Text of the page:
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Facts about which Judicial Notice can be Taken


Facts about which Judicial Notice can be Taken

Facts need not to be proved

As soon as the points in issue in a case have been determined, the question that next presents itself is, by what method they can be proved or established? The object of offering evidence is to prove the points in issue, or in other words to create a conviction in the mind of the judges as to the truth or otherwise of a fact in issue. All facts, however, need not be proved. The exceptions are in the case of.

  1. Facts of which the court takes judicial notice.
  2. Facts admitted.

Judicial Notice

Article 111 provides that the court shall take judicial notice without formal proof of facts the existence of which is unquestionable within public knowledge. Some facts are so notorious in themselves or are of such public and universal character or are so well and automatically expressed in various treaties, that court is bound to recognize and to take notice of them. Such facts do not require proof. As for instance the common law of the realm, public Statutes passed by the legislature, official seals and signatures, the meaning of ordinary words, divisions of time, weights, measures, facts regularly recurring in the ordinary course, regularly recurring in the ordinary course of nature of business etc. these facts are to numerous to mention and any exhaustive list is impossible. But courts will take judicial notice of them whenever necessary. That judicial notice is taken of a fact merely dispenses with proof but it is not conclusive and a party is not prevented from disputing its correctness by offering evidence.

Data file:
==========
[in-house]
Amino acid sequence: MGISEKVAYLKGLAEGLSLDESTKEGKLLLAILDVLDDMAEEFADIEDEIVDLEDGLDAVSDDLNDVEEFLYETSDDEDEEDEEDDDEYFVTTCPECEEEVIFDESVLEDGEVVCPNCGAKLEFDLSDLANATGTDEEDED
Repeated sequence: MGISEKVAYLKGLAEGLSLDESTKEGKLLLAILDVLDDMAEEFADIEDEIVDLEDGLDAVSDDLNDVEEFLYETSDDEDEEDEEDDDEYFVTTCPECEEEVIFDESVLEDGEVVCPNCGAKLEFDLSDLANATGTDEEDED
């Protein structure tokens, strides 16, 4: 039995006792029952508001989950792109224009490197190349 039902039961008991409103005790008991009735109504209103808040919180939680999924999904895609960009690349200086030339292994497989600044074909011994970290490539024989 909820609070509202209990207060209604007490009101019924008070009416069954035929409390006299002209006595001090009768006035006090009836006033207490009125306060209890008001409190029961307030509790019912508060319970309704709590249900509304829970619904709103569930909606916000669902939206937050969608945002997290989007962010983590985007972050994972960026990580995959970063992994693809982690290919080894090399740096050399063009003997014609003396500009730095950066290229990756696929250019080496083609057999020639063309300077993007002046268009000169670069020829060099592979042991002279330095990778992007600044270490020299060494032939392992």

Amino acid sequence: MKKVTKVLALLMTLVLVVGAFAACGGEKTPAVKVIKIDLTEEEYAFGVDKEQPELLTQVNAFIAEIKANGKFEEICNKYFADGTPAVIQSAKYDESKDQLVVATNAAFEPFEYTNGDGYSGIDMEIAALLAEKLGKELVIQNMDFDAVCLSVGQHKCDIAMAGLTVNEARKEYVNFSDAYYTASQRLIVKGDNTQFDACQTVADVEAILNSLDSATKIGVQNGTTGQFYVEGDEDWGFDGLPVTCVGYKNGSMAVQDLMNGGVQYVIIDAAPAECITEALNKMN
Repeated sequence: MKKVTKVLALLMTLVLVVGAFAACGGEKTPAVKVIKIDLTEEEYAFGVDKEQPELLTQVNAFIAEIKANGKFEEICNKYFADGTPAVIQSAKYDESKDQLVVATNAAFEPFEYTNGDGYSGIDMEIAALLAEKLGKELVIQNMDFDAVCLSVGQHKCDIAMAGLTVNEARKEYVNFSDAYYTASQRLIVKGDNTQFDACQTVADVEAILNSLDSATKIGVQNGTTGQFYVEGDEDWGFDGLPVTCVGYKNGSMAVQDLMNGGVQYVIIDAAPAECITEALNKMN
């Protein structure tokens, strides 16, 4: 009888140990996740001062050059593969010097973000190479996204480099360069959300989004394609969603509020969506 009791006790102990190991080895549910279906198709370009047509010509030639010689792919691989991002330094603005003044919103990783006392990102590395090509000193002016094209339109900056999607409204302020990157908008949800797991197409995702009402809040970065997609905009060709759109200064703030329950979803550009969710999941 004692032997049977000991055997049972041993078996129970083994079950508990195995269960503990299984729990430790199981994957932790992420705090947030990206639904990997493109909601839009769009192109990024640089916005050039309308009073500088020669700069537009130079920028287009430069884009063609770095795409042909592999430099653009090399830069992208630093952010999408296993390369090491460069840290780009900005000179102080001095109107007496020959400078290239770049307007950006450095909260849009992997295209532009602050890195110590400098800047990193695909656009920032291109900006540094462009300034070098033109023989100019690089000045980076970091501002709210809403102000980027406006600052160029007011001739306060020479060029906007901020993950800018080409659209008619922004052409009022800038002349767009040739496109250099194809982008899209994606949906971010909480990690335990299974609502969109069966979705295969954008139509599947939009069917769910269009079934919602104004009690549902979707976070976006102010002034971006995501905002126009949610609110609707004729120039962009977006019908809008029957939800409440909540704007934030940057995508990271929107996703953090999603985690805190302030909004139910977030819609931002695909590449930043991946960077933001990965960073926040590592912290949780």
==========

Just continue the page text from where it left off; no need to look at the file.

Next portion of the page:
Facts Admitted

Admission by parties, oral or documentary, to any person before suit, i.e., out of court, have been dealt in Art.30 et seq. Such admissions are tendered as evidence, while admissions for purposes of trial dispenses with proof of particular facts. Article 113 deals with the admissions during trial, i.e., at or before the hearing. Proof of such facts is dispensed with for the simple reason that the facts admitted require no proof. They are known as judicial admissions dispensing with proof. It is a substitute for evidence and admission in this sense is a formal act, done in the course of judicial proceedings, which waives or dispensed with the production of evidence, by conceding for the purposes of litigation that the proposition of fact alleged by opponent is true.

There is no need to prove a fact in any proceedings which the parties thereto or their agents agree to admit at the hearing or which before hearing they agreed to admit by any writing  under their hands or which by any rule or pleading in force at the time they are deemed to have been admitted by their pleadings. Admitted documents need not to be proved nor the principle of proof laid down in Qanun-e-Shahadat Order would be applicable to documents which stand admitted by the parties.

A court in general has to try the questions on which the parties are at issue, not those on which they are in agreement. Admissions which have been deliberately made for the purposes of the suit, whether in the pleadings or by agreement, will act as an estoppel to the admission of any evidence contradicting them.

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